All in all, the use of technology can be very useful to provide learning environments students find meaningful. However, it requires planning, collaboration and active roles from both learners and teachers.

Methodology

After using virtual classrooms to support traditional classes for several years, it was worth carrying out a descriptive study trying to account for the beliefs teachers have built towards this matter and the ways in which collaborative, autonomous and meaningful learning have been dealt with. As the main intention was to describe this phenomenon in this single institution, the approach to develop the project was descriptive case study which is understood as a research methodology that "can offer rich and revealing insights into the social world of a particular case" (Yin, 2011, p. 49) in a natural setting opposite to what happens in experimental research (Scott & Morrison, 2005). In this study, our particular case was to describe the views teachers have regarding the implementation of autonomous, collaborative and meaningful learning through the use of a virtual classroom as a complement to the work done in the actual classroom and at the same time gather the beliefs they had developed towards it.

The participants of this study were six teachers who volunteered to participate and contribute to the achievement of the project's goals. Besides the willingness to participate, other parameters to select the teachers were their years of experience using virtual classrooms, three of them with more than 3 years and the other three teachers with 1 to 3 years of experience, low and high eagerness to use them and teachers who had proven to have computer skills as well as those who have reported some sorts of technical difficulties to use computers. There were four eager and skillful teachers and two teachers who were reluctant to use virtual classrooms, and who very often needed technical support. All these parameters were established in order to account for some of the multifarious factors that come into play in the process.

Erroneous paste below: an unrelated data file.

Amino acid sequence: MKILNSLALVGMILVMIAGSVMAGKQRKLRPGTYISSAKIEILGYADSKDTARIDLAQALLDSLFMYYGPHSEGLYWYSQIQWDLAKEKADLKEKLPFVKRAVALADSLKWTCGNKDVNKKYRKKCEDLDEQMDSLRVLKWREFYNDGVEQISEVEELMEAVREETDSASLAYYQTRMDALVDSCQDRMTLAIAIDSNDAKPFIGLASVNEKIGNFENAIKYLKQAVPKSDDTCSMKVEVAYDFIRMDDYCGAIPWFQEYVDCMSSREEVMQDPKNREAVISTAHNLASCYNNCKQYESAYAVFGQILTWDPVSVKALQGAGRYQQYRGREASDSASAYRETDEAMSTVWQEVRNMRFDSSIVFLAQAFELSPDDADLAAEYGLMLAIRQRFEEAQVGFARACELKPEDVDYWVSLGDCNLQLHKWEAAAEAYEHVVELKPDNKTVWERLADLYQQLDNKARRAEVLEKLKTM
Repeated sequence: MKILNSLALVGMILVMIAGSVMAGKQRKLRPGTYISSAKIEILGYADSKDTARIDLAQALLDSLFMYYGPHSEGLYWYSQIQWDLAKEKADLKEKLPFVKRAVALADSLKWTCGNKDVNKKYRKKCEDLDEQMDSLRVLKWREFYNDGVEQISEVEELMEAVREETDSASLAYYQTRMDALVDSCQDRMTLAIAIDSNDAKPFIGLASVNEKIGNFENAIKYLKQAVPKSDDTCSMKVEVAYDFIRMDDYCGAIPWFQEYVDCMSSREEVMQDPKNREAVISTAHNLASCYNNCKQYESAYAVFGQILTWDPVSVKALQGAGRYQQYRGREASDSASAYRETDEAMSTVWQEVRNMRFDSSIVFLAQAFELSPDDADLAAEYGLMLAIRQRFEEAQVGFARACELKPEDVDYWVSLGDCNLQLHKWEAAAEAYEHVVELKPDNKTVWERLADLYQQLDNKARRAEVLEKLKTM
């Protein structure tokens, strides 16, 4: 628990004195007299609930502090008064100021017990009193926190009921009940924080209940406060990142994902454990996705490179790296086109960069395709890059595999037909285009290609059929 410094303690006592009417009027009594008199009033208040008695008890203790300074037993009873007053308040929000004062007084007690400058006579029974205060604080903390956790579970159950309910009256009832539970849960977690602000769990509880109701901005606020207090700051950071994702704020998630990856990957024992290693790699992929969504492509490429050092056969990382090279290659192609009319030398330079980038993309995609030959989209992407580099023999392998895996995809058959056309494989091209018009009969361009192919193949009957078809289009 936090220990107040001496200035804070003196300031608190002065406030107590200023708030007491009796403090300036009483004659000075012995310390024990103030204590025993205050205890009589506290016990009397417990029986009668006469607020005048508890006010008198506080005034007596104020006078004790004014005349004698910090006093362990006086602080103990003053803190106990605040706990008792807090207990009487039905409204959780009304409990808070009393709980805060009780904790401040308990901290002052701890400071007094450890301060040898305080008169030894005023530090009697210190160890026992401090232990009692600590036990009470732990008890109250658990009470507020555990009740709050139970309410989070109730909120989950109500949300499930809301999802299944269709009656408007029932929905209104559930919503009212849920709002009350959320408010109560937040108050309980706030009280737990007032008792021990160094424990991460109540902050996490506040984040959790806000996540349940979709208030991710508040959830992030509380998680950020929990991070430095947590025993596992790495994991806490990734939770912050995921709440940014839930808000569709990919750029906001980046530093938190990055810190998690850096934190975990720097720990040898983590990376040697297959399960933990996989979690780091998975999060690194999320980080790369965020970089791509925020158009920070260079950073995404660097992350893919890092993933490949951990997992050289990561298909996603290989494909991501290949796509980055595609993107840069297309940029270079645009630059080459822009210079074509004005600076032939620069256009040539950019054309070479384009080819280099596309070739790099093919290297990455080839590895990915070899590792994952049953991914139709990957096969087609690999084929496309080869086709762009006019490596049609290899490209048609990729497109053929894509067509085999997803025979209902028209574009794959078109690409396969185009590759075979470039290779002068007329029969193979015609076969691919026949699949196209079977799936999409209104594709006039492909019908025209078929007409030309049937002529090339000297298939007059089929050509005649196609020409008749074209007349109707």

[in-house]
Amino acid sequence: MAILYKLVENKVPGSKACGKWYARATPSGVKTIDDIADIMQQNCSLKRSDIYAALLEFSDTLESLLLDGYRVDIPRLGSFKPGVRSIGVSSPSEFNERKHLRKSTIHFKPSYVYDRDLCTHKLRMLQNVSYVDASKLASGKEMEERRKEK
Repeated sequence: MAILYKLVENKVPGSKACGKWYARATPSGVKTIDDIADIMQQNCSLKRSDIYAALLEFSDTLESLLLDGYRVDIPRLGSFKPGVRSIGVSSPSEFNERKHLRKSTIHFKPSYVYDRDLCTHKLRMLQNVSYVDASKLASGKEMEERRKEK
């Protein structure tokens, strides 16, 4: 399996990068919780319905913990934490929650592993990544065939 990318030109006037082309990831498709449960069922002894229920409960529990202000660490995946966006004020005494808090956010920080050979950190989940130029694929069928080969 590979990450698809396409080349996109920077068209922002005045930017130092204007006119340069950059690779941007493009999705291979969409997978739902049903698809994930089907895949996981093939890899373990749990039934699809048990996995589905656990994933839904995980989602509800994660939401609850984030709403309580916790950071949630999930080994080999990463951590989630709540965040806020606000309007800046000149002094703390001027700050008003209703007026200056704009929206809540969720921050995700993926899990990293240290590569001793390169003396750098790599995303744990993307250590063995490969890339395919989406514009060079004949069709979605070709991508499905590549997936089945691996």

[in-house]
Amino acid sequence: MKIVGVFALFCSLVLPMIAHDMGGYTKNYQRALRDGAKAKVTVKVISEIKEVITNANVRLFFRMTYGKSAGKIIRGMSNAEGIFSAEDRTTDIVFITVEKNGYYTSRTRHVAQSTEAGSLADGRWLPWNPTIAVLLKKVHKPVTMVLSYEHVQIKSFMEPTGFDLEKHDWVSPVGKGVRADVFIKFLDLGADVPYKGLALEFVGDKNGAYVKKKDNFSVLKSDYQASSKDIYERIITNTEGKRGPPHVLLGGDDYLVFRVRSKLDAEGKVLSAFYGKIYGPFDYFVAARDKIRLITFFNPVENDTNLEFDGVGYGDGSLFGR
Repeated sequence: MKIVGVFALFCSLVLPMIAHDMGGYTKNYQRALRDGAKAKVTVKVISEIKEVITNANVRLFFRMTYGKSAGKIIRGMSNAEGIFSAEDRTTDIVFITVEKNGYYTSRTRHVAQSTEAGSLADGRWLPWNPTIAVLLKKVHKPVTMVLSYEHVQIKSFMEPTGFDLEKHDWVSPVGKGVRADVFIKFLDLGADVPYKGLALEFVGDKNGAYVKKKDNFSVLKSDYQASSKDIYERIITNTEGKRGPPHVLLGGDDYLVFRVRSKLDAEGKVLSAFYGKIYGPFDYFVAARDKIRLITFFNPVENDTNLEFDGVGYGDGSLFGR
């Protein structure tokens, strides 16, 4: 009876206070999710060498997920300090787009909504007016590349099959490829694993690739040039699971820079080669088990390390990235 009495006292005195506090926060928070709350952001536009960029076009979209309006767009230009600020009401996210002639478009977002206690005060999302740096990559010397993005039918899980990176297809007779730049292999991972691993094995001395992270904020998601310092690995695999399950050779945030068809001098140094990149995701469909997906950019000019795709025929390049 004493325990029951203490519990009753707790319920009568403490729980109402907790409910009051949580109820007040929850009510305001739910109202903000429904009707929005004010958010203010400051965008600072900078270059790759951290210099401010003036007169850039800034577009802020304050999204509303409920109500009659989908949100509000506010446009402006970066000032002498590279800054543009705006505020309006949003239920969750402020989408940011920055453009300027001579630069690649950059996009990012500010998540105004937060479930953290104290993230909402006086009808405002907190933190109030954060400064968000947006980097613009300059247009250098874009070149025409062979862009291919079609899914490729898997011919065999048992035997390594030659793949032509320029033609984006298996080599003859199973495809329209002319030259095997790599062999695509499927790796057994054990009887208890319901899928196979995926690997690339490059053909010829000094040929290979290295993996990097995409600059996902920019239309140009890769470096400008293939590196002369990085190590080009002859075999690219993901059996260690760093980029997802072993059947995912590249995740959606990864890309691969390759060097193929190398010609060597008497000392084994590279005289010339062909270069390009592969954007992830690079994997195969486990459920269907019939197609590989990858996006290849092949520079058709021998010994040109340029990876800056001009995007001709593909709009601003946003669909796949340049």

The process of data collection was done in three stages. In the first stage, an online questionnaire was administered. Its intention was to gather ideas the teachers had constructed regarding the use of a virtual classroom as a complement to their action in their regular classes. Additionally, this instrument was useful to collect teachers' initial insights about the possible strategies and actions that could be undertaken to integrate the learning process in the virtual classroom autonomously, collaboratively and meaningfully (see Appendix 1).

In the second stage, we observed the types of activities the teachers proposed in the virtual classrooms. The researchers used a format to record the weekly actions done in the virtual classroom for about ten weeks (see Appendix 2). In this format, we documented the types of activities the teachers assigned to their students as well as the ways in which autonomous and collaborative and meaningful work were included by mainly observing the content and the roles the teachers were expected to assume, as well as the ones they proposed students to have.